Lessons from Canada for Scotland’s constitutional debate

Shadow Scotland Office minister William Bain MP looks at the lessons we should learn from Canada for Scotland’s constitutional debate.

William Bain MP (Labour, Glasgow North East) is a shadow Scotland Office minister

This week, a cross party group of MPs including myself met with visiting Parliamentarians from Canada to discuss the constitutional debate over Scotland’s future which has intriguing parallels with those in Canada over the last few decades.

Like Canada, the United Kingdom is a big player in the G8, IMF, World Bank, and World Trade Organisation. Canada has established strong links with the US and Mexico through NAFTA – we benefit hugely through being integral members of the European Union.

Two referendums have been held in Quebec on its status within Canada in the last 32 years – in 1980 and 1995, with turnouts of 85% and 93% respectively, significantly higher than the usual turnout in federal elections in Quebec of around 60%, and narrow majorities in favour of its continuing membership of the federation in both cases.

With a Parti Quebecois Government having been elected in Montreal last year, the issue of a further referendum is once again on the agenda.

Following the likely adoption by the Privy Council in a matter of weeks of the Section 30 order on the Edinburgh Agreement, following debates at Westminster and Holyrood, the rules on the referendum on Scotland’s future will be determined in the Scottish Parliament, but the whole of Scottish society will be involved in the debate, and the eyes of increasing numbers of international observers will be upon us

There are important differences between federal states like Canada, and those like the United Kingdom, where asymmetrical devolution operates. After the first Quebec referendum, a new Constitution Act was adopted, and issues of provincial-federal finances were placed on a firmer foundation.

In Canada, unless specified under the Constitution Acts, powers are presumed to reside with the federal government, whereas in Scotland’s devolution settlement, powers are devolved to Holyrood unless reserved via the Scotland Acts. There are distinctions in terms of the devolved powers – in Canada, criminal law and procedure, bankruptcy, and marriage are federal powers for Ottawa whereas in Scotland these are almost entirely devolved under the Scotland Acts.

In Canada a share of direct taxation responsibilities are exercised by the provinces, whereas the Scottish devolution settlement will evolve by 2015 to provide £12 billion in taxation and borrowing powers for Holyrood, while the pro-devolution parties weigh up the options for any further enhancement of these powers.

Like the United Kingdom and the United States, Canada is another international example of a nation where economic resources are distributed on the basis of equity across the federation via the Federal-Provincial Fiscal Arrangements Act 1985. In the 2012-3 fiscal year, large scale transfers from federal to provincial governments amounted to some $60bn, or 19% of total provincial government funding, with as much as 25% of funding provided to the Quebec provincial government and 17% to Ontario’s provincial government by these fiscal transfers.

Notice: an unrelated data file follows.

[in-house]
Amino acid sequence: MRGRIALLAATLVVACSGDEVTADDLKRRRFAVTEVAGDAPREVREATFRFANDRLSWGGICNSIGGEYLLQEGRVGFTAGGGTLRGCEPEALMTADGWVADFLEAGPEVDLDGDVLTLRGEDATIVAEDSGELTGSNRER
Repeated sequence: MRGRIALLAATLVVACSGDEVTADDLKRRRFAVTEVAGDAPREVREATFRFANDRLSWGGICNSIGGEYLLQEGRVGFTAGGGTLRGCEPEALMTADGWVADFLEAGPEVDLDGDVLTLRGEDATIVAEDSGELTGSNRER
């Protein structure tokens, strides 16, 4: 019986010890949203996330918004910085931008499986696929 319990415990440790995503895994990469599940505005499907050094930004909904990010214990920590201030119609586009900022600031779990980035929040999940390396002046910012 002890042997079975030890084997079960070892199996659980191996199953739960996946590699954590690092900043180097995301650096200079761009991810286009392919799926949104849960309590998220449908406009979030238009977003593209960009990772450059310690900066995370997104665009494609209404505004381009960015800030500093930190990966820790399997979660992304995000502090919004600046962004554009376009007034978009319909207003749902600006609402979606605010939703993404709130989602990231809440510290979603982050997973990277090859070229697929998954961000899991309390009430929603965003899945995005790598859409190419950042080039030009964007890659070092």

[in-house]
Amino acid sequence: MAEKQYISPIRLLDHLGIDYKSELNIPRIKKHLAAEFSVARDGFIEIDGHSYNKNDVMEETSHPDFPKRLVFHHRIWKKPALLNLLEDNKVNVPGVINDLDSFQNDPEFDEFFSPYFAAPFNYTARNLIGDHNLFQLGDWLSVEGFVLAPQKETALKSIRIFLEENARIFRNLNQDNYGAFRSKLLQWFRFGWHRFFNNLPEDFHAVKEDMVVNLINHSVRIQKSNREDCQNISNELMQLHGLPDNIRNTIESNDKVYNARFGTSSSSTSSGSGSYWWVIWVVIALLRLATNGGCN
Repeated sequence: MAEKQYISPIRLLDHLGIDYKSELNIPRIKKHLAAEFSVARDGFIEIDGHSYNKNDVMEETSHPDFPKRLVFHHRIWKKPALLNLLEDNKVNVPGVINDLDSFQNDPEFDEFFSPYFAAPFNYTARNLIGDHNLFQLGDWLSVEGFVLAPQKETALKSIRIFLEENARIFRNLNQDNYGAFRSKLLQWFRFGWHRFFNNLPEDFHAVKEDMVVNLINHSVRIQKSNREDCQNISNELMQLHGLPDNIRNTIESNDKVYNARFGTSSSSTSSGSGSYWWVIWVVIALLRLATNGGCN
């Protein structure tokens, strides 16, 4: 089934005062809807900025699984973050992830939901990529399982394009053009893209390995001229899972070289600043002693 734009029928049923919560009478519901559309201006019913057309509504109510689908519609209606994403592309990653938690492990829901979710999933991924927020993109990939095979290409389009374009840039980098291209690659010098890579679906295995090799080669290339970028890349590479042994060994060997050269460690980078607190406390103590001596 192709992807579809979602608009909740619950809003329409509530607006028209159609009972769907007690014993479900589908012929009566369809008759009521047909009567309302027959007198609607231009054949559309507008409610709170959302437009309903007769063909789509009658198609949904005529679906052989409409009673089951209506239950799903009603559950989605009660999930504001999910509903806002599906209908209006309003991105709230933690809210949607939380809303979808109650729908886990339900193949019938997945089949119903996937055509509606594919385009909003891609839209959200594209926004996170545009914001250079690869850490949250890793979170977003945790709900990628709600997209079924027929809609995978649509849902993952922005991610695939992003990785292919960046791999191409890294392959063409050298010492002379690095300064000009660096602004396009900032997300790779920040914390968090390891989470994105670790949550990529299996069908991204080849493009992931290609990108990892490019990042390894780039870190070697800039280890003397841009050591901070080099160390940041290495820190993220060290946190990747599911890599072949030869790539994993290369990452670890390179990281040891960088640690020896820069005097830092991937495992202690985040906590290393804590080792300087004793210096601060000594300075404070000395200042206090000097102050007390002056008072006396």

Canada does have a lower level of sub-national borrowing autonomy compared with the US, Germany, Argentina and Brazil. Although Quebec has opted to assume additional financial powers, these are available to all of the provinces should they so wish. The Northern and Atlantic provinces, where providing public services is more costly because of the sparser populations, are net beneficiaries of this fiscal union, as is Quebec itself – between 2003-8, net federal transfers amounted to 2.4% of GDP.

As we have seen through the eurozone crisis, an optimal currency and monetary union requires a strong fiscal union alongside it to equalise demand, and share out resources.

Scotland within the United Kingdom benefited to the tune of £75.8bn from fiscal transfers between 1999-2007/8, and such a fiscal union means sustainability of revenue streams, which over-dependence on corporate tax receipts or oil and gas revenues – both forecast to fall significantly as a share of GDP by 2040 according to last July’s OBR Fiscal Sustainability Report – does not similarly afford.

The proposals of the Yes Scotland campaign in the Scottish referendum would end fiscal union on Scotland’s succession from the United Kingdom, despite two-thirds of Scotland’s goods being traded in the rest of the UK, and provide no mechanism for managing demand across any possible sterling currency area.

Scotland would lose influence over monetary policy set by the central bank of what would be another state, have no capacity to manage the supply of money, potentially have to sign a Treaty with the state permanently limiting the parameters of fiscal policy, and lose influence over the shaping of rules regulating our hugely important financial services sector. As the recent Capital Economics paper makes clear, a separate Scotland could end up facing a monetary policy that was ill-suited to its economic needs.

So the key lessons parliamentarians of both countries learned from our shared experience this week were: decentralisation is a process not an event; it is capable of radical but evolutionary change within a modern state; and that fiscal union works on the grounds of fairness and equity, but also as a means to enhance the social union between peoples with a shared destiny.

Important distinctions on occasion, but even larger similarities in the constitutional journey undergone by our two states, and another reason why Scotland and the rest of the United Kingdom are Better Together.

See also:

Support for independence slumpsJanuary 24th, 2013

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